Nasopharyngeal Stenosis in Dogs
Nasopharyngeal stenosis is a narrowing of one of the four portions of the nasal cavity on either side of nasal septum. Any of the four portions can be affected, which include the common, inferior, middle, and superior portions. The nasal septum is the part of nose that separates the two airways in the nostrils.
The narrowing may occur due to the formation of a thin but tough membrane in the passage of the nasal cavity. Chronic inflammation and subsequent fibrosis (formation of excess fibrous tissue) after an infection is one of the probable causes. Also, inflammation after chronic regurgitation, or vomiting of acidic material may be suspected as a causative factor. This problem is not common in dogs.
Symptoms and Types
- Whistling or snoring noise
- Difficulty when breathing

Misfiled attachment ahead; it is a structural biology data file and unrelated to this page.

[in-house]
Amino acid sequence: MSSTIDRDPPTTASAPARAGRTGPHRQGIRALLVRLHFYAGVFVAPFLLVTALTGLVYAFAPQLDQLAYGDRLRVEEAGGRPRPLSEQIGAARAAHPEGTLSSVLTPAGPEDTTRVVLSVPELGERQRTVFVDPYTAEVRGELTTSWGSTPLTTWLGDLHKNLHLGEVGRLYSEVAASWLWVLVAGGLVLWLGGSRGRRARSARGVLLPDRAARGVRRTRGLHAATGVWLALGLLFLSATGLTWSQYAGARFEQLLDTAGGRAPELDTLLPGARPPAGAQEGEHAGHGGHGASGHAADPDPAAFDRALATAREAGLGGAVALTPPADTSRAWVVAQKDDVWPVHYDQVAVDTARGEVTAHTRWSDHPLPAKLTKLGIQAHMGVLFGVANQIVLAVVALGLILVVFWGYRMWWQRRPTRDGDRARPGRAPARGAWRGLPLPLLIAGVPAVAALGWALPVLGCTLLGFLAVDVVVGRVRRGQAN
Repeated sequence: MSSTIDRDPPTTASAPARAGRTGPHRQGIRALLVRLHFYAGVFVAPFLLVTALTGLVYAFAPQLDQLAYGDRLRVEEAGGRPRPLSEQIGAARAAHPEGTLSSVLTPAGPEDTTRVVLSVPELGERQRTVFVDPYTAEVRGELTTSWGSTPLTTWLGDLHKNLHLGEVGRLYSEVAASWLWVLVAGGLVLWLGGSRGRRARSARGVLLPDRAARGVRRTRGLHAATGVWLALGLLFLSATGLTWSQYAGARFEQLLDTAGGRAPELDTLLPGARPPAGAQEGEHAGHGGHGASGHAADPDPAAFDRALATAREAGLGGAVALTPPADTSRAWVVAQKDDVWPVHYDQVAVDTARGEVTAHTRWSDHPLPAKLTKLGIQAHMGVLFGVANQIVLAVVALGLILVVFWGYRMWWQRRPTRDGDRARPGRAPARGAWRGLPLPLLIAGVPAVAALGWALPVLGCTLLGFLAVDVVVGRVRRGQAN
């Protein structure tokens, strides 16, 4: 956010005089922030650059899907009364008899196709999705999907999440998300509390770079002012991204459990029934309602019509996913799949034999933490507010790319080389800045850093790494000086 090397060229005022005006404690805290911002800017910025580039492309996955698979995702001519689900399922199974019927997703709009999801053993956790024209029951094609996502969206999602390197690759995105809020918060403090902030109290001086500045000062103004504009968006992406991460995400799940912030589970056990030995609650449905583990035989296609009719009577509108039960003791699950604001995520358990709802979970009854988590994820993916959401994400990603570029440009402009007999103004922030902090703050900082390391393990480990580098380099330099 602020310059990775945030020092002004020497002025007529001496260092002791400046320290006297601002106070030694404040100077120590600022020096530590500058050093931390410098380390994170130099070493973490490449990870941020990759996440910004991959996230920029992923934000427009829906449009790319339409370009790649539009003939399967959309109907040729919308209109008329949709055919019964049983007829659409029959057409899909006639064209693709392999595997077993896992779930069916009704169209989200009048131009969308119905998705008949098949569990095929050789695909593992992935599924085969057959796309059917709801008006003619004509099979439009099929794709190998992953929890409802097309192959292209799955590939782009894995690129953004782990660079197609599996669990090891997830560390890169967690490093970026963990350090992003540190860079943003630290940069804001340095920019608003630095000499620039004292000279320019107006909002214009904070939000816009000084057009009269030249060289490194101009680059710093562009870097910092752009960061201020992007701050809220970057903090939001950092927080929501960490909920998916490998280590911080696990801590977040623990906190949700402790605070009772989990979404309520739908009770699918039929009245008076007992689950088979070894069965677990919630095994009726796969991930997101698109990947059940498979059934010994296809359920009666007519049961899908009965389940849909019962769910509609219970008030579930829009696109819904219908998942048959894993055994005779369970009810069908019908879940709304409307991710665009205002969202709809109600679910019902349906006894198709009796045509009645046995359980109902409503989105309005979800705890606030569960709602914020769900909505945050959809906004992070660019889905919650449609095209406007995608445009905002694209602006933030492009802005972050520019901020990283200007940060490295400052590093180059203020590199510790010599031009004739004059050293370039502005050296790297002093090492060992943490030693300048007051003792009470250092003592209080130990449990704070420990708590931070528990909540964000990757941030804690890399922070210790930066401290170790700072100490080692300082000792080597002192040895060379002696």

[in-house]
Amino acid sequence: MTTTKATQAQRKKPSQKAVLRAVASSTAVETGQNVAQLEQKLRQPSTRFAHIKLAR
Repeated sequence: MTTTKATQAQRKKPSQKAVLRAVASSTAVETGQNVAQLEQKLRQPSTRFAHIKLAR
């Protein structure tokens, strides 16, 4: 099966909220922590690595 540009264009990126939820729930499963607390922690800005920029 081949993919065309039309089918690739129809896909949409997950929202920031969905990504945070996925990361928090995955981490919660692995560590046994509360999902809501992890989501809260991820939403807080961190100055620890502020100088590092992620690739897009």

- Breathing with open mouth
- Nasal discharge in some patients
- Aggravation of symptoms during eating
- Failure to respond to conventional therapy, including antibiotics
- Upper respiratory infections and diseases
- Foreign body or any irritant contacting affected area
You will need to give a thorough history of your dog’s health, including a background medical history and onset of symptoms. After taking a complete history, your veterinarian will conduct a complete physical examination, with standard laboratory tests including a complete blood count (CBC), biochemistry profile, and urinalysis. The results of these routine laboratory tests usually return within normal ranges. Outward symptoms will suggest a need for radiographic studies, including X-rays and computed tomography (CT-scan) to diagnose the narrowing of the nasal passage. Your veterinarian may also pass a catheter through nasal passage or use a bronchoscope for further confirmation.